As we prospered during the Golden Age, we began to readily slip away from Earth’s shackles and make homes among the stars. But with Earth’s colonies either completely destroyed or overrun, our once fervent desire to explore and charter has been replaced by the nagging feelings of dependency and tentativeness. However, our time of stagnation is nearing an end as humanity endeavors to rediscover its ingrained passion for exploration. It’s time to journey forth once more.
Among the planets that we will likely visit are the some of the solar systems most prevalent entities, such as the infamous ‘red planet’, Mars. As I sit here typing this on a cool spring afternoon in 2014, no human has ever set foot on its surface, and yet, in Destiny, Mars was once home to an entire city that now lies buried beneath a mass of red dust. Also notable is the ‘Mars Exclusion Zone’, the home of the Cabal, a race of beings that don themselves in thick metallic armour and seem bred for war. Uprooting them may be a little challenging at the very least.
And then there’s Venus, a planet once home to a large research laboratory that now finds itself slowly falling into the Venutian ocean. Already a treacherous enough place to visit given the sulphuric skyline and constant lightning bombardments, Venus is also home to the Vex, a race that have holed themselves up in a jagged geometric tower that they vigorously defend.
Our planetary pursuits may be numerous, but they may be dwarfed by our preliminary task of eradicating our very own moon of its unwanted inhabitants. “For centuries they have waited, growing stronger, buried deep within the core of the moon” stated the Destiny trailer, and given its significance as the closest Earth colony, maybe our journey won’t be able to truly begin unless we first take back what is rightfully ours and liberate Earth’s moon.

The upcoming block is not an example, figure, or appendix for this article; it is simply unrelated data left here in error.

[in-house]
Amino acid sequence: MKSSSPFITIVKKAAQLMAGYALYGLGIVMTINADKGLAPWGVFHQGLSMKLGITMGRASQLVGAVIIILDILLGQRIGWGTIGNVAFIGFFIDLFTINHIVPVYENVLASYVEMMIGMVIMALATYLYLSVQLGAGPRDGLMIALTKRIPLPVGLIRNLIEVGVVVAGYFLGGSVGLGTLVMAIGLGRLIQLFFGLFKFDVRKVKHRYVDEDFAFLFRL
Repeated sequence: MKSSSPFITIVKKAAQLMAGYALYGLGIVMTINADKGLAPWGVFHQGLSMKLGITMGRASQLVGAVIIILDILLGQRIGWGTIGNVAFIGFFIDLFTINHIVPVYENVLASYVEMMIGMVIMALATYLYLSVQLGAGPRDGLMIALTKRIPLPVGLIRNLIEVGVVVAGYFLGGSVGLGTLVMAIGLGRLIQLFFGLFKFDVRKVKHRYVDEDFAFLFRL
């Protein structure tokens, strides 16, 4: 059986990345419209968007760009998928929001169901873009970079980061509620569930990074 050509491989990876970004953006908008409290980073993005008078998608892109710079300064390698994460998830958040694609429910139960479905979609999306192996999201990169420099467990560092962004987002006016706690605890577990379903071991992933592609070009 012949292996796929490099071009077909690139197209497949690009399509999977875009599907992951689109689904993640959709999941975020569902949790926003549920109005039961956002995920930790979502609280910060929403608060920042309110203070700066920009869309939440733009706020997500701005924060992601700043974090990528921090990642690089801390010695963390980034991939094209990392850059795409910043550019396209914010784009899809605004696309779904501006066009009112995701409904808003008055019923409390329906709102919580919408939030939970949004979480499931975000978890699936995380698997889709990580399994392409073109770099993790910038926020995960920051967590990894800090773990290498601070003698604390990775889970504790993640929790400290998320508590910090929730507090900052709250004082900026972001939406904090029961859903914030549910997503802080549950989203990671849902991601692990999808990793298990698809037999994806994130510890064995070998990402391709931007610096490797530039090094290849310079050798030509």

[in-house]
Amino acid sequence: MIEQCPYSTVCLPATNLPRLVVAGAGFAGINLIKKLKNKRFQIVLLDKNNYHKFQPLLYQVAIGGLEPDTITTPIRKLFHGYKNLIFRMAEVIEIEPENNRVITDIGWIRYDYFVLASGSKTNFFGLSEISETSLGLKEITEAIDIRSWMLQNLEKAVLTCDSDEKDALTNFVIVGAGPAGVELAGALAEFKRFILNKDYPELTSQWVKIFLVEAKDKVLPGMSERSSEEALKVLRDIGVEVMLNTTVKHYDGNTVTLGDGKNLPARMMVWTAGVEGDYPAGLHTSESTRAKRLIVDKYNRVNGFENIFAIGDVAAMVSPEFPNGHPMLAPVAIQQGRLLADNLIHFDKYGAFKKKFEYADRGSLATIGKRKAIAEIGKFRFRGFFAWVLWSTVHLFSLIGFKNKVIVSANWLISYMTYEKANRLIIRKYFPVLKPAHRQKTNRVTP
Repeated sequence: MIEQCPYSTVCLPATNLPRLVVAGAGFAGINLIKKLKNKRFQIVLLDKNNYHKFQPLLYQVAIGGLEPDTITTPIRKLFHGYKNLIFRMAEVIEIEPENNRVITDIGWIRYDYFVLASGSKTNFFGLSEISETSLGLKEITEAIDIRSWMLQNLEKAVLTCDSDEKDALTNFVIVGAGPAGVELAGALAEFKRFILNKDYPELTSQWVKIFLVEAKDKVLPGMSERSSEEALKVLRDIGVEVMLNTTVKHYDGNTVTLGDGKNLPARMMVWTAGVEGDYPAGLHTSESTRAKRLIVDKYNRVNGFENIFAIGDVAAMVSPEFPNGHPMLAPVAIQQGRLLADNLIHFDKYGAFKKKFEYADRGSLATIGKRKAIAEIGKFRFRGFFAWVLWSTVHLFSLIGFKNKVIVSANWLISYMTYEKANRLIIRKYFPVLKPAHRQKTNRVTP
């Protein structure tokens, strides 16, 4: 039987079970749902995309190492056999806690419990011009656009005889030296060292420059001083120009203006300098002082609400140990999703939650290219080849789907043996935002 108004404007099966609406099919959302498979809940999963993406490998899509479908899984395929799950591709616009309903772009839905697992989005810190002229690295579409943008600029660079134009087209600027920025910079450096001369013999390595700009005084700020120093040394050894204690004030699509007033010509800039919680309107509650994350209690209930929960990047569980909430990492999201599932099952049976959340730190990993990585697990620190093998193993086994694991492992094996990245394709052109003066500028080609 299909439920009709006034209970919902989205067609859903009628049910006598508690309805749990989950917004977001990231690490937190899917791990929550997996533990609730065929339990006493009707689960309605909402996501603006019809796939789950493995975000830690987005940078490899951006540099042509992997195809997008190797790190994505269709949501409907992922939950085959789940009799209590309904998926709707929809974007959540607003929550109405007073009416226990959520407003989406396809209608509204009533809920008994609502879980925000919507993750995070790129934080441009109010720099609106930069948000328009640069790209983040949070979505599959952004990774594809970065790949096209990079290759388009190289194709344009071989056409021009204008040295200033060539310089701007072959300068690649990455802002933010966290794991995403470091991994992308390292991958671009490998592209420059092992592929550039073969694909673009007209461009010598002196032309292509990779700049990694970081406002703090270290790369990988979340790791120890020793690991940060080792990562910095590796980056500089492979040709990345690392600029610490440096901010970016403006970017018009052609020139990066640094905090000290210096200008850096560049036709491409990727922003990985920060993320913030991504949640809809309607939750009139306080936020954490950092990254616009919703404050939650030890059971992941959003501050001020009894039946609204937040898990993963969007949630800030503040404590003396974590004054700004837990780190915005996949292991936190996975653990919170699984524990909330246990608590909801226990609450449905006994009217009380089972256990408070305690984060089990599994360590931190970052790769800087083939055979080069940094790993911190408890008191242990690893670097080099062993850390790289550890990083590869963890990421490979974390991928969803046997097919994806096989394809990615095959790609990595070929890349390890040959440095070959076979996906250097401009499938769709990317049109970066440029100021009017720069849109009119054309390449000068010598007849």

Each with their own look, feel and purpose, the planets of Destiny are uniquely perilous, unforgiving and littered with dangers the likes of which we’ve always imagined could be waiting for us beyond the black vacuum of space.
I, the cosmonaut.
We may not be able to pilot our own ship and jut in and out of the stars at will, but space travel will play a big part in Destiny. After all, we’ve got a lot of ground to cover, and I don’t think a Shrike has space-flight capabilities…
In an interview with IGN back last October, Destiny writer Eric ‘Urk’ Osborne stated “We’re not making a space sim where you’re flying through the stars. We’re making a first person shooter. So the primary way you’ll get around the world is on foot, then space travel is a cool way for you to customise your ship and get around.”
He continued “You can see the ship when you arrive in public spaces and they sort of herald your arrival. You can upgrade them, but they’re also the way that you’re moving around in the story and they’re primarily that story vehicle to get you from Earth to the Moon, then Venus or Mars.”
Also seen on the Destiny party menu, it would seem that spaceships in Destiny are little more than vessels to take you from one world to the next, and yet the ability to personalize your ship through customization seems like a fair compromise. So, no vaulting asteroids and destroying enemy freighters then, but this is an FPS as Osborne stated, and even if a bit lacking in the space-flight department, Destiny looks set to be a substantial enough game that won’t suffer from the lack of a mechanic that wasn’t integral to its success anyway.
Here, I’ve taken a look at the Destiny universe, and pretty soon I’ll be concluding this article series with a look at the inhabitants of Destiny, so keep an eye out for that. And if you’ve enjoyed this article, be sure to check out its predecessors, The Personalization of Destiny, The Armaments of Destiny and The Lore of Destiny as we edge closer to the games release this September.